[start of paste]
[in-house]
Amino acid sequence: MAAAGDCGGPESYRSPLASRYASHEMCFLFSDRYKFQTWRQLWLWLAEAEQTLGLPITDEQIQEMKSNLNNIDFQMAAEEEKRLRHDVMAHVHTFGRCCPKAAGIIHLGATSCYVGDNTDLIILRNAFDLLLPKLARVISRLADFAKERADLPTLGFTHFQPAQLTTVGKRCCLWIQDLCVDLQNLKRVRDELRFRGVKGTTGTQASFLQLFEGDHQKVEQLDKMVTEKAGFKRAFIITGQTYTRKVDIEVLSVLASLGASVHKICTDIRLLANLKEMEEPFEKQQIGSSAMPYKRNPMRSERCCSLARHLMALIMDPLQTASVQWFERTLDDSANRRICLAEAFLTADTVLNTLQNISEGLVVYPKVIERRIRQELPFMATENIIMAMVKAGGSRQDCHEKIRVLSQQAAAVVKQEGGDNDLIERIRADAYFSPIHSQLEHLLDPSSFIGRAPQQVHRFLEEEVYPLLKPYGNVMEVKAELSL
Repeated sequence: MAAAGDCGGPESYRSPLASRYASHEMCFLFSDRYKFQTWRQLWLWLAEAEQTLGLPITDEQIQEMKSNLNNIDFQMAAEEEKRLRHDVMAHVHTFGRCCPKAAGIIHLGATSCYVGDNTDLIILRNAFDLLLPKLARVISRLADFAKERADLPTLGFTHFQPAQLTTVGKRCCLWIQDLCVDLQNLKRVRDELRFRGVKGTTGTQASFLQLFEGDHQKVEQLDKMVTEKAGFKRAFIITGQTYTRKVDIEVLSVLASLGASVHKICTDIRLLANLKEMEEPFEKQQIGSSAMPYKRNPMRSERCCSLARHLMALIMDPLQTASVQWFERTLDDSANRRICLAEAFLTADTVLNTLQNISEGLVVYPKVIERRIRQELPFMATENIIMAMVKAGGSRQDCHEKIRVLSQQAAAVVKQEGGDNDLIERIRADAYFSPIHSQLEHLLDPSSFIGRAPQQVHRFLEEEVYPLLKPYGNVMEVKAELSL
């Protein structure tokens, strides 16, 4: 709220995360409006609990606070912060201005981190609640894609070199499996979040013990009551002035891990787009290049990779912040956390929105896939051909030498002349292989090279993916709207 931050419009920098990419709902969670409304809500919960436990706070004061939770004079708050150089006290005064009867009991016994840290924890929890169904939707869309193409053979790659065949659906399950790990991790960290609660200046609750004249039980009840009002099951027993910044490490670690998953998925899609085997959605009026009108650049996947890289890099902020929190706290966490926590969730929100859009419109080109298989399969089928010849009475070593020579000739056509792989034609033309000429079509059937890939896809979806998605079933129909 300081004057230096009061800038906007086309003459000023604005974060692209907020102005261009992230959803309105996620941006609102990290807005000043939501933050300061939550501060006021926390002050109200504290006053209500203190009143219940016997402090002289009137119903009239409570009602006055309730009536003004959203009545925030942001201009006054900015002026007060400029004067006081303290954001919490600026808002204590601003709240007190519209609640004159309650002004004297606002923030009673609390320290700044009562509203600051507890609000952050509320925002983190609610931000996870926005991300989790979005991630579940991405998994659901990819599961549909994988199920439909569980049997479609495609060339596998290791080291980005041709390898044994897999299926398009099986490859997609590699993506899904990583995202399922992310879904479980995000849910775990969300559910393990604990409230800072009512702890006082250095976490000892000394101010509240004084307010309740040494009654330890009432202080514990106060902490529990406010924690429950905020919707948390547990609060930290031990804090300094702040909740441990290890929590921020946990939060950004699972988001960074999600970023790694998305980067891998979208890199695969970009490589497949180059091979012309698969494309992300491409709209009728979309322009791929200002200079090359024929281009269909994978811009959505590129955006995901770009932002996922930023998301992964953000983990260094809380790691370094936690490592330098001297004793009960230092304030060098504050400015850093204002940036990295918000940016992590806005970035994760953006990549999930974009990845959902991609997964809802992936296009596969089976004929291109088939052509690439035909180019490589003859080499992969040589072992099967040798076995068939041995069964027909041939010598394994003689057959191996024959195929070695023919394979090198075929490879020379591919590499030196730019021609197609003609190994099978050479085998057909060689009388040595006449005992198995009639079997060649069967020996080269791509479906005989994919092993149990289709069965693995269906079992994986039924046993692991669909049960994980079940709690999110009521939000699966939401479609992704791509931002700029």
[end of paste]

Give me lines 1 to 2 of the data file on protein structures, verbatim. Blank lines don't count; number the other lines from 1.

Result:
[in-house]
Amino acid sequence: MAAAGDCGGPESYRSPLASRYASHEMCFLFSDRYKFQTWRQLWLWLAEAEQTLGLPITDEQIQEMKSNLNNIDFQMAAEEEKRLRHDVMAHVHTFGRCCPKAAGIIHLGATSCYVGDNTDLIILRNAFDLLLPKLARVISRLADFAKERADLPTLGFTHFQPAQLTTVGKRCCLWIQDLCVDLQNLKRVRDELRFRGVKGTTGTQASFLQLFEGDHQKVEQLDKMVTEKAGFKRAFIITGQTYTRKVDIEVLSVLASLGASVHKICTDIRLLANLKEMEEPFEKQQIGSSAMPYKRNPMRSERCCSLARHLMALIMDPLQTASVQWFERTLDDSANRRICLAEAFLTADTVLNTLQNISEGLVVYPKVIERRIRQELPFMATENIIMAMVKAGGSRQDCHEKIRVLSQQAAAVVKQEGGDNDLIERIRADAYFSPIHSQLEHLLDPSSFIGRAPQQVHRFLEEEVYPLLKPYGNVMEVKAELSL